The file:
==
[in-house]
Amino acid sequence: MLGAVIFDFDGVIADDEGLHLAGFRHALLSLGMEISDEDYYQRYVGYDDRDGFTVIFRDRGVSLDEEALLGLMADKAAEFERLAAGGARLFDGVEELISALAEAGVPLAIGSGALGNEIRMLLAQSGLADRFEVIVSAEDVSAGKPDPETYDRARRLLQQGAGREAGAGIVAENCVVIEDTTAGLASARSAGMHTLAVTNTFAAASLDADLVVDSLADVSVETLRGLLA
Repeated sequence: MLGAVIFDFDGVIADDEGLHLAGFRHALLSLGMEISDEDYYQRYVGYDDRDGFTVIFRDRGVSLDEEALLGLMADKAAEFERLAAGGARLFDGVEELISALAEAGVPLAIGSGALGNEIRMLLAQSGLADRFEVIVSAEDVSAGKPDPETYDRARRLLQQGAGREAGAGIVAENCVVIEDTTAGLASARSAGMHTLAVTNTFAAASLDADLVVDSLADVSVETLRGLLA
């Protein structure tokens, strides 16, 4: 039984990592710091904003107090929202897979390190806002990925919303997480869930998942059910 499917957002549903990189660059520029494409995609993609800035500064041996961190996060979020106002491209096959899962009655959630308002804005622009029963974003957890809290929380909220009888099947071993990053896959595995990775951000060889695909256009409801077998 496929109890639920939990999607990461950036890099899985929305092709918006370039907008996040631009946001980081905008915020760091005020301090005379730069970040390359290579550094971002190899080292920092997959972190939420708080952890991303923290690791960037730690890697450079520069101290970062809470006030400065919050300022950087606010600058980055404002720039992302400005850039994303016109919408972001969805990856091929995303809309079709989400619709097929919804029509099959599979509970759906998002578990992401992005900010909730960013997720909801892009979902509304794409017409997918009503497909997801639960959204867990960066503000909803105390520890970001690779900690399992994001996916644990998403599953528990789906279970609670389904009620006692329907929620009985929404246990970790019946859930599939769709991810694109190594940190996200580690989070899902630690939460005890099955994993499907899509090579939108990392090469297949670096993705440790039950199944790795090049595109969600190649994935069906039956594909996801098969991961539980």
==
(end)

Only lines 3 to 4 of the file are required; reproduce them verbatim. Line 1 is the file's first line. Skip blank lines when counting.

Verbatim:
Repeated sequence: MLGAVIFDFDGVIADDEGLHLAGFRHALLSLGMEISDEDYYQRYVGYDDRDGFTVIFRDRGVSLDEEALLGLMADKAAEFERLAAGGARLFDGVEELISALAEAGVPLAIGSGALGNEIRMLLAQSGLADRFEVIVSAEDVSAGKPDPETYDRARRLLQQGAGREAGAGIVAENCVVIEDTTAGLASARSAGMHTLAVTNTFAAASLDADLVVDSLADVSVETLRGLLA
């Protein structure tokens, strides 16, 4: 039984990592710091904003107090929202897979390190806002990925919303997480869930998942059910 499917957002549903990189660059520029494409995609993609800035500064041996961190996060979020106002491209096959899962009655959630308002804005622009029963974003957890809290929380909220009888099947071993990053896959595995990775951000060889695909256009409801077998 496929109890639920939990999607990461950036890099899985929305092709918006370039907008996040631009946001980081905008915020760091005020301090005379730069970040390359290579550094971002190899080292920092997959972190939420708080952890991303923290690791960037730690890697450079520069101290970062809470006030400065919050300022950087606010600058980055404002720039992302400005850039994303016109919408972001969805990856091929995303809309079709989400619709097929919804029509099959599979509970759906998002578990992401992005900010909730960013997720909801892009979902509304794409017409997918009503497909997801639960959204867990960066503000909803105390520890970001690779900690399992994001996916644990998403599953528990789906279970609670389904009620006692329907929620009985929404246990970790019946859930599939769709991810694109190594940190996200580690989070899902630690939460005890099955994993499907899509090579939108990392090469297949670096993705440790039950199944790795090049595109969600190649994935069906039956594909996801098969991961539980």